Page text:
This effort doesn’t seem to include intellectual diversity.

The Philadelphia Inquirer reports:

Penn State is pushing for more diversity among STEM scholars

Ashley Saunders was exposed to the idea of a doctoral degree in chemistry when her high school teacher, who had one, shared her dissertation on quantum physics.

But Saunders, who is African American, said she didn’t see many black female Ph.D. role models in science-focused fields back home in Fairfax County, Va., a suburb of Washington.

“It’s hard to, I guess, pursue a field where you don’t think you would fit before you’re even there,” she said.

The Millennium Scholars program at Pennsylvania State University changed that. The program offers full and partial scholarships primarily to women and students of color for science, technology, engineering and math — the STEM fields — with the goal of preparing them for doctoral programs.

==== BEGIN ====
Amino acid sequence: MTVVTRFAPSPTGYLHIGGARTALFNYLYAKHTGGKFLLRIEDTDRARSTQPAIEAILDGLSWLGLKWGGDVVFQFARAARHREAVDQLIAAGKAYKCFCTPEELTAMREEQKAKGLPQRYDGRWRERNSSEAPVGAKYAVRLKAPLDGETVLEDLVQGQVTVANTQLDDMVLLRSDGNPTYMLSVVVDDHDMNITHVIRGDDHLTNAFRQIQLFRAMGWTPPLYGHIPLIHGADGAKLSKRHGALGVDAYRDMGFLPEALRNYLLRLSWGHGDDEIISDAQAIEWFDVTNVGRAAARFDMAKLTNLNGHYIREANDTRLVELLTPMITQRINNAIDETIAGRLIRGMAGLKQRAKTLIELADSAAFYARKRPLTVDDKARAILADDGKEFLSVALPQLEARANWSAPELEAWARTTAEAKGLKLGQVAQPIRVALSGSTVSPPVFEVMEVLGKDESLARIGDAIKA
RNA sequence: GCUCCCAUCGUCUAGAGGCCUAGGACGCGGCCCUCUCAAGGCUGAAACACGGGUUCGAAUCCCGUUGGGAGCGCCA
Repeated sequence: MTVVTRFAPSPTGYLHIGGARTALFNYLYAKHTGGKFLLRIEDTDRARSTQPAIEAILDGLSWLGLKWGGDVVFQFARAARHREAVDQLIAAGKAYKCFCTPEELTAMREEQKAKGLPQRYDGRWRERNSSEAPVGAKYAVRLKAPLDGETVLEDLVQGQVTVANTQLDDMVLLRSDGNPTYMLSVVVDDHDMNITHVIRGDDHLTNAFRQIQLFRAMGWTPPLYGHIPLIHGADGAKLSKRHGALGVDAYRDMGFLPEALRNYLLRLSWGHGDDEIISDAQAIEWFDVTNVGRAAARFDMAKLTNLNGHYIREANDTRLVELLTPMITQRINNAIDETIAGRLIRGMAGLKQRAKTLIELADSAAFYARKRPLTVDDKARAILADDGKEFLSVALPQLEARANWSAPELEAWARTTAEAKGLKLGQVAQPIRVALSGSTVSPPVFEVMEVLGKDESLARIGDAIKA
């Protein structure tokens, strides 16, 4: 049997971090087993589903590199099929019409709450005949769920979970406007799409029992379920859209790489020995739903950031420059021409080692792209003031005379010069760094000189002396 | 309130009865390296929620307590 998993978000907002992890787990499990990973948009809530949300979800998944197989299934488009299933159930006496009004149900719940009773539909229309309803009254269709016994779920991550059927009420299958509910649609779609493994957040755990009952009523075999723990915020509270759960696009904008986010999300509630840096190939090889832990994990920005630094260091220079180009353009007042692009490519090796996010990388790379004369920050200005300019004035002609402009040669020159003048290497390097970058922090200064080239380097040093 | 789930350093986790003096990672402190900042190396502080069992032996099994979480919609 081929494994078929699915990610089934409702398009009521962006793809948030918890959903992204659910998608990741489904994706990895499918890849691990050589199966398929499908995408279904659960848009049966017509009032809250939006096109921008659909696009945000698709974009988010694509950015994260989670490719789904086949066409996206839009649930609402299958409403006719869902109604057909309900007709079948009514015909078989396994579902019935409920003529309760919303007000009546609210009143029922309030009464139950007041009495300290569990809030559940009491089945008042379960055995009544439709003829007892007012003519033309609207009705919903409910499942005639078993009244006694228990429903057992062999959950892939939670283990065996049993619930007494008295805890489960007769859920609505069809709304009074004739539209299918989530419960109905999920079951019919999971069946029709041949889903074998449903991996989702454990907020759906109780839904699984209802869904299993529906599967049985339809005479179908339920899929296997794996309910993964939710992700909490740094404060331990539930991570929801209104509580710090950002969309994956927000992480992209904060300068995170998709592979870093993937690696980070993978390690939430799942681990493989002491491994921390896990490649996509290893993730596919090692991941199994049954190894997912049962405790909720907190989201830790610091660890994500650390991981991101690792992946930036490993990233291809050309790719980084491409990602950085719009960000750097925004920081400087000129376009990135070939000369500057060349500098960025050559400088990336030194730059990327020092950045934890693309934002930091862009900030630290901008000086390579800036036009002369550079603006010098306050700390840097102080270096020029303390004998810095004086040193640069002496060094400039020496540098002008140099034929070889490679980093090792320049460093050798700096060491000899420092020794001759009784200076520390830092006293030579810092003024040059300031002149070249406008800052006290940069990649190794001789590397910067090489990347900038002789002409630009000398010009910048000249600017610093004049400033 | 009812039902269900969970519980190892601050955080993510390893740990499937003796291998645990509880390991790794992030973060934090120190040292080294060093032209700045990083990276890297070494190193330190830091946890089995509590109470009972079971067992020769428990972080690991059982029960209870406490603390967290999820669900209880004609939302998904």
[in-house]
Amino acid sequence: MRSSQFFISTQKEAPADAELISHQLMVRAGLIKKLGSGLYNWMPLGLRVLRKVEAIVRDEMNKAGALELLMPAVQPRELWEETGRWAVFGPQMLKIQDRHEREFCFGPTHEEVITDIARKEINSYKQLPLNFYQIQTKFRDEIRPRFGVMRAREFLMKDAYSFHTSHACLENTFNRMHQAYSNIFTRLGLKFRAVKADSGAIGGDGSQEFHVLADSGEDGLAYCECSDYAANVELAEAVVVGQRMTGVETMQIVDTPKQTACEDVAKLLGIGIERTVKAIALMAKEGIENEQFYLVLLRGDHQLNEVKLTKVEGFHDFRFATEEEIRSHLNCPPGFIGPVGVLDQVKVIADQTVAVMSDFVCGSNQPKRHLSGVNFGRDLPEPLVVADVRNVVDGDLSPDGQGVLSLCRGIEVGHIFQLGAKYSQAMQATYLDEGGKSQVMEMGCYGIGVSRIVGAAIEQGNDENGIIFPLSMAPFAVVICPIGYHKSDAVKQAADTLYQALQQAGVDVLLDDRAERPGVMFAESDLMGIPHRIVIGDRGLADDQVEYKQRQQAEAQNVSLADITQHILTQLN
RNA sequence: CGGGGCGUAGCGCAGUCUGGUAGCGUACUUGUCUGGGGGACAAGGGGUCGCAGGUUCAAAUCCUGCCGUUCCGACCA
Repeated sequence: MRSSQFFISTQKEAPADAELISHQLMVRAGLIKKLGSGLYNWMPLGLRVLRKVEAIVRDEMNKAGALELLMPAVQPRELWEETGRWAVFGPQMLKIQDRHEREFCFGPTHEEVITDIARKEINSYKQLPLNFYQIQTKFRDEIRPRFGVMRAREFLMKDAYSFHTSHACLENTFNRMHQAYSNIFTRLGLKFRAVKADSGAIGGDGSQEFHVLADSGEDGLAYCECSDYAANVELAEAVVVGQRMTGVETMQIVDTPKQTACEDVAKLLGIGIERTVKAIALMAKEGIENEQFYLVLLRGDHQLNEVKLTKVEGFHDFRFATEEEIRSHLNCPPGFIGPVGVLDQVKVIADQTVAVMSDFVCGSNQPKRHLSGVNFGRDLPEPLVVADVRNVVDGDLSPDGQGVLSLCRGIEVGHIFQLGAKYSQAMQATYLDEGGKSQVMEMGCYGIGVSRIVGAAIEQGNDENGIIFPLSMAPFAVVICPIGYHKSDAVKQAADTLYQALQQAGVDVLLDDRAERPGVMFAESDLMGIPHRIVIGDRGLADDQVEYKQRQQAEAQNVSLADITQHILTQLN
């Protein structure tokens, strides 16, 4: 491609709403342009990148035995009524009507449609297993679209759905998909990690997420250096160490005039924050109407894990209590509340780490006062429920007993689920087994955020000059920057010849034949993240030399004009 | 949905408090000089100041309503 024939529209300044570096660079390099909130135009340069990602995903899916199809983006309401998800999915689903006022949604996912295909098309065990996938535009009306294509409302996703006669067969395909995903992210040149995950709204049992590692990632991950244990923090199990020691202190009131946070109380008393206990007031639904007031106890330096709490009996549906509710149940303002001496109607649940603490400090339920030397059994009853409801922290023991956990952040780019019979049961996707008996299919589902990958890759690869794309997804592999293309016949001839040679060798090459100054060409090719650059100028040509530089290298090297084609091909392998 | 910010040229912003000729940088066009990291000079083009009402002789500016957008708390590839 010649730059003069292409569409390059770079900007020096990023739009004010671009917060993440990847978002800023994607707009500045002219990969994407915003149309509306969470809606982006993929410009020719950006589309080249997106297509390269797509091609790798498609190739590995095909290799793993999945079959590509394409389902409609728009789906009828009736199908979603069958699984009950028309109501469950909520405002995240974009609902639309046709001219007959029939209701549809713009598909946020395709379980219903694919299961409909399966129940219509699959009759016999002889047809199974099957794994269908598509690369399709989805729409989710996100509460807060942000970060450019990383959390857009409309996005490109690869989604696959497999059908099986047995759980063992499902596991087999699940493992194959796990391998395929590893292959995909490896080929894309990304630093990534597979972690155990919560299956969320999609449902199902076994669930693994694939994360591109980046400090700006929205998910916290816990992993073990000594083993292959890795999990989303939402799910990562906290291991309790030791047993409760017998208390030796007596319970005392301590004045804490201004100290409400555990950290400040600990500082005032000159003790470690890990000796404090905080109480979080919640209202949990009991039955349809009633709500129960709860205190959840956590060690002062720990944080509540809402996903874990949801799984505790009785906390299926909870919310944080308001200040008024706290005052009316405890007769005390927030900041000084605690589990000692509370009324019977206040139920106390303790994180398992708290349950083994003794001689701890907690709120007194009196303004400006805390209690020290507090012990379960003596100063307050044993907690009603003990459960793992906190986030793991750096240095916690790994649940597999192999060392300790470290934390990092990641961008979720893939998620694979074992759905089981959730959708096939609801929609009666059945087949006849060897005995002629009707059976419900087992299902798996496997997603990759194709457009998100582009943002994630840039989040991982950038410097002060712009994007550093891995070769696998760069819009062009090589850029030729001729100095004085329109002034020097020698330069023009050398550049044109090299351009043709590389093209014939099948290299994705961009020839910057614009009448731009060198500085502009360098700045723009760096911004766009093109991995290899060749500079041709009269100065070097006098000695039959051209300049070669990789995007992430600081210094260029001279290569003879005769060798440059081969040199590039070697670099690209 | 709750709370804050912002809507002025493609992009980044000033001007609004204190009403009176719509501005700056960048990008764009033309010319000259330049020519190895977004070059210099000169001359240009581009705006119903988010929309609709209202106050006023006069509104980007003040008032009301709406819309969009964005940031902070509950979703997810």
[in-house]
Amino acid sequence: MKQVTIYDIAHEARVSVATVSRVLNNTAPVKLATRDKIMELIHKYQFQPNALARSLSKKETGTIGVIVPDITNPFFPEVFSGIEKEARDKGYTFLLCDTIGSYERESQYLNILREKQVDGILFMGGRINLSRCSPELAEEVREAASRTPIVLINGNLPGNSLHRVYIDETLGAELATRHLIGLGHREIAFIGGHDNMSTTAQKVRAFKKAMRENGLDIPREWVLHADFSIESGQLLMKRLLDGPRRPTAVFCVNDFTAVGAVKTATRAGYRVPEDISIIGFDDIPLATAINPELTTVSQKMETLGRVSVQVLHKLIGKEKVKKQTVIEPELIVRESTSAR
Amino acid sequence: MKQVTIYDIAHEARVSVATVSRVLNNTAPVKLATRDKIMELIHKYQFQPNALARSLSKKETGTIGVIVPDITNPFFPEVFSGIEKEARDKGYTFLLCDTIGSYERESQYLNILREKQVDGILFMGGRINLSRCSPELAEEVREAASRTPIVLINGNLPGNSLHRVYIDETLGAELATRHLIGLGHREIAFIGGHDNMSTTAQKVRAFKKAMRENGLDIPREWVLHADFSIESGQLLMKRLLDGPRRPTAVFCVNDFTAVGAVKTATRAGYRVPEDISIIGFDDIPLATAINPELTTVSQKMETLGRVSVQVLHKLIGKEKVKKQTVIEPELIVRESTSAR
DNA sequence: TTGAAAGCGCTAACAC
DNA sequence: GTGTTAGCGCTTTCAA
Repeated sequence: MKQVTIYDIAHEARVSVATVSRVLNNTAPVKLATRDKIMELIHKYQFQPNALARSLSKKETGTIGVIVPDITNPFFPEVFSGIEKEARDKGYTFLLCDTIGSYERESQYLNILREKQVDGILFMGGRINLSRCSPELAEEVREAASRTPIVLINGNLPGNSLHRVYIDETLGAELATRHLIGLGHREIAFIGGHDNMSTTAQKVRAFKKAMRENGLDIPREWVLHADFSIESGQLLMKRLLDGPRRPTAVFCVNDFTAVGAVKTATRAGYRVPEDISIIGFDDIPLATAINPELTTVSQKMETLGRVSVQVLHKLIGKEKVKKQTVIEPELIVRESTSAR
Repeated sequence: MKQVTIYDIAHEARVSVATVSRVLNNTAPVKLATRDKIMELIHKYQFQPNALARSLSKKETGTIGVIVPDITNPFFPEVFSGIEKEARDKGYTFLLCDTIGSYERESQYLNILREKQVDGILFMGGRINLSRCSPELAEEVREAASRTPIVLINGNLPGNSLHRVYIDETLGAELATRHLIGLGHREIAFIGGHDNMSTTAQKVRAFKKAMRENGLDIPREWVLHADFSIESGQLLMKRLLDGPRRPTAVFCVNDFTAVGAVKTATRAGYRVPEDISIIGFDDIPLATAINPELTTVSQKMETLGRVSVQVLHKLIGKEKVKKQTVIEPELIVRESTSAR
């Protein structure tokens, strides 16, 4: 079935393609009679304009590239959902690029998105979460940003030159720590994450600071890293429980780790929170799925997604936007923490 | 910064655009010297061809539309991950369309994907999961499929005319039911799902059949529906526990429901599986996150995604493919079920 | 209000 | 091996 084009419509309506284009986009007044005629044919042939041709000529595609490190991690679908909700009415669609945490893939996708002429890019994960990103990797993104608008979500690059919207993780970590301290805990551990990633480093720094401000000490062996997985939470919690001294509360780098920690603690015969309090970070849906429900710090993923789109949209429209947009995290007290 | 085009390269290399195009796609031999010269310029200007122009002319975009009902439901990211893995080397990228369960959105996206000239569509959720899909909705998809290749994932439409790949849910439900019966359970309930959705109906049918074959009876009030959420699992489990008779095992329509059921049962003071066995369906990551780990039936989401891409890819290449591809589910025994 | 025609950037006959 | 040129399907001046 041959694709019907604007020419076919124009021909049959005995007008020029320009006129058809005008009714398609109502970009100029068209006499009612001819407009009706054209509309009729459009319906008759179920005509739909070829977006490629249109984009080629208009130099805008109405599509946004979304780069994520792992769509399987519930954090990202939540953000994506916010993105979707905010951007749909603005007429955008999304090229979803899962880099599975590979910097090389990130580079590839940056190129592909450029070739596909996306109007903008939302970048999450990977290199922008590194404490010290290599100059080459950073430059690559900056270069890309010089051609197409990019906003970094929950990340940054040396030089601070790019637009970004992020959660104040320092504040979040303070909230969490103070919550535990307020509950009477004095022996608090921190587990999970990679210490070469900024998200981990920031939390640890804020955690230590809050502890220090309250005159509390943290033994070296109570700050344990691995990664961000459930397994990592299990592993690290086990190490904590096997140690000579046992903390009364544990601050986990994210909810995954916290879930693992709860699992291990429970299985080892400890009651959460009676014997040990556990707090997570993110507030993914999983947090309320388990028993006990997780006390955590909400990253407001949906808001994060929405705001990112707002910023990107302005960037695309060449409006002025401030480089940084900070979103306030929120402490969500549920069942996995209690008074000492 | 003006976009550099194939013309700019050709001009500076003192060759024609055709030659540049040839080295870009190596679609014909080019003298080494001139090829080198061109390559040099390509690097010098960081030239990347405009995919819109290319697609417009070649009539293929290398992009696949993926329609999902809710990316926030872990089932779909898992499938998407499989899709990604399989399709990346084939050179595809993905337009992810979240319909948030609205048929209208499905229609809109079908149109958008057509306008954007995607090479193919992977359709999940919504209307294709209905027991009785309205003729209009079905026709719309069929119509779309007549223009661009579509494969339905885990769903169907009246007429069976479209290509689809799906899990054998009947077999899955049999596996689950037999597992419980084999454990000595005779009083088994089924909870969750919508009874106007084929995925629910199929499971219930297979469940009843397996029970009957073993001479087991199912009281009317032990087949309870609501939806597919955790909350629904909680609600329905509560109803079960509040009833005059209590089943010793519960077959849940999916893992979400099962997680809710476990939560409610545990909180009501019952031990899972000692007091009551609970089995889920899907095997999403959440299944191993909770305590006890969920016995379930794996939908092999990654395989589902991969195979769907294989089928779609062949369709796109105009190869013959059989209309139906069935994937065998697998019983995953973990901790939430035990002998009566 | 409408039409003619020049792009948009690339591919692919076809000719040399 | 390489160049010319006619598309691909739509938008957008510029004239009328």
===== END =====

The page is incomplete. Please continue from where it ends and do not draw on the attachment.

Saunders, 21, is set to receive her bachelor’s in May and is preparing applications for graduate school. The impact of Penn State’s program? “It’s insanely important,” she said.

Penn State started the program seven years ago to address a need for more Ph.D.-level STEM researchers and leaders from diverse backgrounds, including first-generation students and those who struggle to afford college. About half of its participants have gone on to enter doctoral programs.


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